Image: This diagram compares the planets of our inner solar system to Kepler-186, a five-planet system about 500 light-years from Earth in the constellation Cygnus. The planets of Kepler-186 orbit an M dwarf, a star that is half the size and mass of the Sun. What share of our resources should go into investigating M-dwarfs as opposed to solar-type stars? Credit: NASA Ames/SETI Institute/JPL-Caltech.

We have no final answers here, but as the analysis continues, Loeb and Lingam are pointing out that if habitability around M-dwarfs is effectively suppressed by factors like these, then prioritizing planets around solar-type stars makes the most sense. This is not to say that we would not, in an ideal world, press on with strong efforts in both directions. But I think the authors’ point is telling: To achieve the funding levels we need, the community must be conducting a search that is both credible and can demonstrate a measure of success.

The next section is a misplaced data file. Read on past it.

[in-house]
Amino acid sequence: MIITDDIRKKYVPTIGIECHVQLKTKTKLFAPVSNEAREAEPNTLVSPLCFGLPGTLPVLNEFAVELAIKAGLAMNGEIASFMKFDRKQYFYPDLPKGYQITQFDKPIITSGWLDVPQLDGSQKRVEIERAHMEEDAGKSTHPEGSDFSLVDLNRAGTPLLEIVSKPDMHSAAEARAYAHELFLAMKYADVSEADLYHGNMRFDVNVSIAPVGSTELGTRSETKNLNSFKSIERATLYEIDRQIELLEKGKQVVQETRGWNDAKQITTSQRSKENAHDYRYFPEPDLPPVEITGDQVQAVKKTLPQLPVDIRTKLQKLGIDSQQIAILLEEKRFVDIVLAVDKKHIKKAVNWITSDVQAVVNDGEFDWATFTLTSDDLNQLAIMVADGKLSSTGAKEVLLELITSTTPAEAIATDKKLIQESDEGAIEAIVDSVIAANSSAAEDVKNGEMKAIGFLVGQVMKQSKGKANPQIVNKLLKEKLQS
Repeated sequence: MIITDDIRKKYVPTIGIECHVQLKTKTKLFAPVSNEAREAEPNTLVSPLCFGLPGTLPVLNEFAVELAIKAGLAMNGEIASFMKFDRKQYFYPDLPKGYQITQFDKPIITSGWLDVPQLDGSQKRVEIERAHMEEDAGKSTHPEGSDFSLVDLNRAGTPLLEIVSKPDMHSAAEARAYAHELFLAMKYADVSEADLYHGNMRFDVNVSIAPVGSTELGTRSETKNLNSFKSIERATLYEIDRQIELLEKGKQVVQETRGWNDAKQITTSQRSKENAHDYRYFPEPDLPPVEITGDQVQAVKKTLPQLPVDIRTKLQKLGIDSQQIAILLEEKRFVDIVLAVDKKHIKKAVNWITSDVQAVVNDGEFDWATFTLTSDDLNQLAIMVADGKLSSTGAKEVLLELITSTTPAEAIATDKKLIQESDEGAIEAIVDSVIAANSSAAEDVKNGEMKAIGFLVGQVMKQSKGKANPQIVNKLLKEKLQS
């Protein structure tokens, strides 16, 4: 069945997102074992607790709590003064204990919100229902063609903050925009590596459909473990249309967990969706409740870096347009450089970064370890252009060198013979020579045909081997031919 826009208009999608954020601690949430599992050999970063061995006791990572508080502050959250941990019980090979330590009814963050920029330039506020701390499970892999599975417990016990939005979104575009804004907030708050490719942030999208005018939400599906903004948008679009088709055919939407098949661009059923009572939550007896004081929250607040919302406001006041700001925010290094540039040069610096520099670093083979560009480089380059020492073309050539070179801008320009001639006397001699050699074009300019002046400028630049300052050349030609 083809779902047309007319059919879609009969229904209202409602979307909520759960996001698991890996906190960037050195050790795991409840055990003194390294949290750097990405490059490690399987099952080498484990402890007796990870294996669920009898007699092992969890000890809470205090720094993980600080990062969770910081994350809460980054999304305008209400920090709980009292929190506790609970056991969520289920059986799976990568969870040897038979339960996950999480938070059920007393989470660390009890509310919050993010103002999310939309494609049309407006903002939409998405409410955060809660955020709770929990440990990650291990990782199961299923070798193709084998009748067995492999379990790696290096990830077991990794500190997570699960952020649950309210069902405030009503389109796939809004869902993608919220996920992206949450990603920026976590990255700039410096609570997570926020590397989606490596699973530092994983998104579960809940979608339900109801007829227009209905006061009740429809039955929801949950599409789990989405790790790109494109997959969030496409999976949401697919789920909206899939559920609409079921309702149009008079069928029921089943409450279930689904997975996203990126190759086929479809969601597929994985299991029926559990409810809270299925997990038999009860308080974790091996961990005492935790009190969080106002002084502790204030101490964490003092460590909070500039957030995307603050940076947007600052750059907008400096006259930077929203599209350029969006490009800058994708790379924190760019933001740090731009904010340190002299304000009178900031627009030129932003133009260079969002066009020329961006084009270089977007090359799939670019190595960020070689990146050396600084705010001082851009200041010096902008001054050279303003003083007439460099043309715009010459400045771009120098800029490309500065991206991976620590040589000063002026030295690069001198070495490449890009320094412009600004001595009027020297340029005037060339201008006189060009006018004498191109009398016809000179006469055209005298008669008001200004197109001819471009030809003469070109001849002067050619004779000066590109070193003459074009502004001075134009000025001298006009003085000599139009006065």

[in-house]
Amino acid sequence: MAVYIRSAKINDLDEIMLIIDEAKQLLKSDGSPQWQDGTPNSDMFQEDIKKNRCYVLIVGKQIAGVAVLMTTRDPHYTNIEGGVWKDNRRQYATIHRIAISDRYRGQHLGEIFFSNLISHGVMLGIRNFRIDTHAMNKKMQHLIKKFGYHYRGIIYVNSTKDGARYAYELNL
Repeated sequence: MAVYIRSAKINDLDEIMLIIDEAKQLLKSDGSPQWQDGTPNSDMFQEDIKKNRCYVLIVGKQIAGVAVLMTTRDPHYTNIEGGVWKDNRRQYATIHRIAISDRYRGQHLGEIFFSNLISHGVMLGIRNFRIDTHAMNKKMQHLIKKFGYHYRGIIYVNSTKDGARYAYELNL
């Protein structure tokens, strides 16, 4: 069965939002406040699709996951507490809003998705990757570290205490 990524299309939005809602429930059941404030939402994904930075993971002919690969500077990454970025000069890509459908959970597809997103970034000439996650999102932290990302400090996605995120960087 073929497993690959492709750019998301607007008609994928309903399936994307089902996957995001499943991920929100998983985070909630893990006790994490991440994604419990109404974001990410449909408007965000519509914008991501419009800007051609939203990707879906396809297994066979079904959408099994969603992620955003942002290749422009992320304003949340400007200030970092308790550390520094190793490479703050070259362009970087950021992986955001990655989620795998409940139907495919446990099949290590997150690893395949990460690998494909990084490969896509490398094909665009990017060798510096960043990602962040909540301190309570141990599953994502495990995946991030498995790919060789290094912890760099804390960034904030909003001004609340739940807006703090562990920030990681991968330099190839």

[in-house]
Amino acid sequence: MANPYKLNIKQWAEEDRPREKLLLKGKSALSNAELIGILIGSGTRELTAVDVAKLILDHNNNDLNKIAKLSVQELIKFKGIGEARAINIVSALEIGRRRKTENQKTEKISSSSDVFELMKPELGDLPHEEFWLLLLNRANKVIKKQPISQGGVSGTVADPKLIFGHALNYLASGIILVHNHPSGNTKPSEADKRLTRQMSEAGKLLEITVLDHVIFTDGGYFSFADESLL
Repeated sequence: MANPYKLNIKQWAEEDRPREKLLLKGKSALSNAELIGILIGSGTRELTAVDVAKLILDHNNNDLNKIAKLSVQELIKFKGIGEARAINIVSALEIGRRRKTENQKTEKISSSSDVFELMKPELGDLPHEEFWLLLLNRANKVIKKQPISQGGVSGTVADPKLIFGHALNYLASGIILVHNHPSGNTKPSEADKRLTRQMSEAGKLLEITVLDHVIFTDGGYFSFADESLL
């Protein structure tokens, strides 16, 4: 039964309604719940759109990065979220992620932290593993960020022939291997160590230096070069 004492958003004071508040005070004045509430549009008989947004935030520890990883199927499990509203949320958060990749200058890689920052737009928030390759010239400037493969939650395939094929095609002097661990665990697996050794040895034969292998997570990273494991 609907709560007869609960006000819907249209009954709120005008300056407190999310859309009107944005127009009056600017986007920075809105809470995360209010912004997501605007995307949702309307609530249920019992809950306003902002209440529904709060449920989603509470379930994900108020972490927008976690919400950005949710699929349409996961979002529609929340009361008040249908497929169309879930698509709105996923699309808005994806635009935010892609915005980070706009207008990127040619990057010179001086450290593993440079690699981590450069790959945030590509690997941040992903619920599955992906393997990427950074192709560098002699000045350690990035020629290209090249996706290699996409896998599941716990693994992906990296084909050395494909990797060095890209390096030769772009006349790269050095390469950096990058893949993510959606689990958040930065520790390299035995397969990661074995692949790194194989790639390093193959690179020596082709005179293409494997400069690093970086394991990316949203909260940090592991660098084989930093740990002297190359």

Will our search evolve in the direction of solar-type stars? Here Alpha Centauri makes an interesting bellwether. We have the aforementioned Proxima Centauri b, an Earth-mass planet in the habitable zone of a close red dwarf. But as the angular separation between the primary stars Centauri A and B continues to increase, we should finally be able to make a call on Earth-mass planets orbiting either or both of these stars, the G-class A and the K-class B.

Finding a planet in the habitable zone of one of the primary Centauri stars would present us with an abundance of targets closer to us than any other stellar system. The ongoing work on assessing M-dwarfs and the habitability issues they raise will help us decide where to concentrate our resources. Maximizing the chances for detection may eventually lead us to choices other than the most readily studied stars, and back to stars more like our own.

The paper is Loeb & Lingam, “Optimal Target Stars in the Search for Life,” The Astrophysical Journal Letters Vol. 857, No. 2 (20 April 2018). Full text.